I hate to evoke Finland in educational discussions – it becomes almost like Godwin’s Law – but the truth is, Finland has long recognized the link between physical activity and academic performance. They key is “unstructured play,” which is described as kids being allowed to run, play, and make up their own games while teachers mostly stay on the sidelines to make sure everyone is safe. And that’s the very thing that Dunn’s bill is trying to restrict.

Here’s a little sense of irony for you. According to Wikipedia, Dunn first earned a Bachelor of Science degree in animal science during 1983 and later completed a Master of Science degree in Extension Education from the University of Tennessee during 1985. He worked as a federal employee for the U.S. Agricultural Extension Service as a 4-H agent in Grainger County, Tennessee, for approximately eight years. William L. Sanders, a then (in the 1980s/90s) Adjunct Professor of Agriculture at the University of Tennessee – Knoxville, developed the TVAAS. Both have been detrimental to Tennessee students and educators and I never realized there was such a correlation between agriculture and education.

So what’s the solution? I think it’s imperative that parents and teachers start to educate legislators. Let them know exactly what a school day looks like. Let them know exactly how their legislation is impacting teachers and their ability to educate kids. Teachers can’t just go behind closed doors and try to make things work on their own, like they have so often to date. They need to demand more time. Parents need to speak out as well. Together we can educate legislators, many of whom just don’t know anything about public education. The Tennessee Education Association (TEA) sets up weekly days at Legislative Plaza during spring breaks across the state that provide the perfect opportunity for teachers to come educate our legislators. I’d specifically drop Bill Dunn a line or pay him a visit. Between his repeated support of vouchers, despite opposition by educators, and now the recess bill, he’s potentially doing real damage to our kids. We owe it to them to educate him.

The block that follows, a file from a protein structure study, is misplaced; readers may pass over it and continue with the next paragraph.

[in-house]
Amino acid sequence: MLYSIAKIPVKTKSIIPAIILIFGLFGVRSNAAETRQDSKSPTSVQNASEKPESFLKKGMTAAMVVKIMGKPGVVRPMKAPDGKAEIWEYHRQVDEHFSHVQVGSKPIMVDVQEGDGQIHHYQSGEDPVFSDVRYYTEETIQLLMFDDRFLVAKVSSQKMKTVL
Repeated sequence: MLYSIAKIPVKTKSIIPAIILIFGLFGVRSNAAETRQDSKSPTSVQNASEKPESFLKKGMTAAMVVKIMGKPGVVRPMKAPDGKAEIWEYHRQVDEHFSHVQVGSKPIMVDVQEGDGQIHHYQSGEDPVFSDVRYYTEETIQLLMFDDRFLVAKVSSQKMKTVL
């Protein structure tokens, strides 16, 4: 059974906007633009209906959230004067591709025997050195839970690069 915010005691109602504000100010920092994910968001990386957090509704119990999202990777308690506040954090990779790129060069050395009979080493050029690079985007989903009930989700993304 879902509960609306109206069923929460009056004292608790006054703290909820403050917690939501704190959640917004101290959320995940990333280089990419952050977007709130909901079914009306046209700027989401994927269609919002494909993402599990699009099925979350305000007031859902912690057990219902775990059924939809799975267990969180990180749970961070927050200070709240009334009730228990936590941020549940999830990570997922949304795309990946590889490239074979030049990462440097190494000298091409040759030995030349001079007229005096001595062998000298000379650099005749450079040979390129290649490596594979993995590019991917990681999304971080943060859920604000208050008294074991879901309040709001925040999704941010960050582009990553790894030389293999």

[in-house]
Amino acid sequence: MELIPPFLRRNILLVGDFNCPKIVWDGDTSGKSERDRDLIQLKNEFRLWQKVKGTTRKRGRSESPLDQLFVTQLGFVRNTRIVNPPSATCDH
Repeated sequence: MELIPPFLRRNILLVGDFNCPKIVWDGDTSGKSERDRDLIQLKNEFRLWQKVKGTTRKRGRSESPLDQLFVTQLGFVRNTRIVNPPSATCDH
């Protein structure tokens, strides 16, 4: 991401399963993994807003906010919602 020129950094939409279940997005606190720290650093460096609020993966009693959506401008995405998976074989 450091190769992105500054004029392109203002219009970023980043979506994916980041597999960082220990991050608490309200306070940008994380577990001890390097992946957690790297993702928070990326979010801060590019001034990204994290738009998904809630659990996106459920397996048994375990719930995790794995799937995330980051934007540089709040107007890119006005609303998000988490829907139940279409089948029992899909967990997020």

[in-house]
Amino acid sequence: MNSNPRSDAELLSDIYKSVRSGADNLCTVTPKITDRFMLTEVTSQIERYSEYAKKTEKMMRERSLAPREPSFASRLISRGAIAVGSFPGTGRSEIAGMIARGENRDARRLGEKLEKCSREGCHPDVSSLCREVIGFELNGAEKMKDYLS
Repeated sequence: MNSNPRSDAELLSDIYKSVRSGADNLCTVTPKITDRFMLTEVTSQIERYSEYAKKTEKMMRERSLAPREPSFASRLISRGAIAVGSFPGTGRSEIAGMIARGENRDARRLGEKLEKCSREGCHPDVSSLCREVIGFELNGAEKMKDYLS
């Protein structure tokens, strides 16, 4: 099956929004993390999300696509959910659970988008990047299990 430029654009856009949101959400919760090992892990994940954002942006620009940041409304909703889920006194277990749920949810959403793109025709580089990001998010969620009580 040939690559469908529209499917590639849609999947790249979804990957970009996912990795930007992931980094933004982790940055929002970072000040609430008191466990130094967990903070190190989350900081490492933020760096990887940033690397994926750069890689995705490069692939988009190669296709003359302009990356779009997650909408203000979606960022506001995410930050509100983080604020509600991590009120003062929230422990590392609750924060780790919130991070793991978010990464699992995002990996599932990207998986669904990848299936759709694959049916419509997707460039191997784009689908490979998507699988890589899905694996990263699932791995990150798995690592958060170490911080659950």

The Washington Post recently published an article titled, “Mom: What do I expect from my children’s elementary school? Certainly not this.” In it parent Laura Eberhart Goodman observes “The children that I get off of the bus are exhausted. They are frustrated. They are overworked. They are burned out. I feel as if I should make them a weak whiskey on the rocks, hand them their pipe and slippers and leave them alone for an hour to decompress.” This is the result of an over emphasis on standards and measurement and a heavy handed State Department of Education. Goodman goes on to document the damage we are doing to our kids with our unrealistic expectations. She sums things up succinctly in the following passage:

From a parental perspective, a good learning environment is one with positive energy. The teachers want to be there, and the children want to be there. No one is counting the minutes to the end of the day before it has even started.

From an educator’s perspective, an environment that is engaging, hands-on, with opportunities for meaningful learning, practice, discussions and creativity, makes kids happy. When kids are happy, they learn more, and without having to resort to bribery. It’s not rocket science.

When the learning environment becomes very serious and relies heavily on assessment and grades, learning targets and goals, it is not as enjoyable. It is “work,” and children don’t enjoy work. It’s not in their nature to enjoy work; children are created to learn through play.

Mr. Dunn this is something you would do if you truly loved kids.

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1 reply

  1. From school board meeting tweets from a reporter:
    “Elrod has also heard from concerned families who would like to switch back to virtual rather than continue with in-person learning.
    Battle says the district doesn’t have the capacity to comply with those requests currently.”

    What an understatement ! (#1)

    How about “We’ve hung y’all out to dry and we have no real plan.” (#1)

    Followed up by
    “Taylor says it is her understanding that when a child is sent home to quarantine they do not receive live instruction and basically are doing all individual/asynchronous/”worksheet”-type work.

    Bellamy says that should not be happening but it is also not possible to add a quarantined student to a virtual teacher’s class because of “Schoology-related back end logistics.

    From this reporter’s perspective, it still seems slightly unclear what DOES happen.”

    What an understatement ! (#2)

    How about “We’ve hung y’all out to dry and we have no real plan.” (#2)

    Look, MNPS has to come to grips with some things here.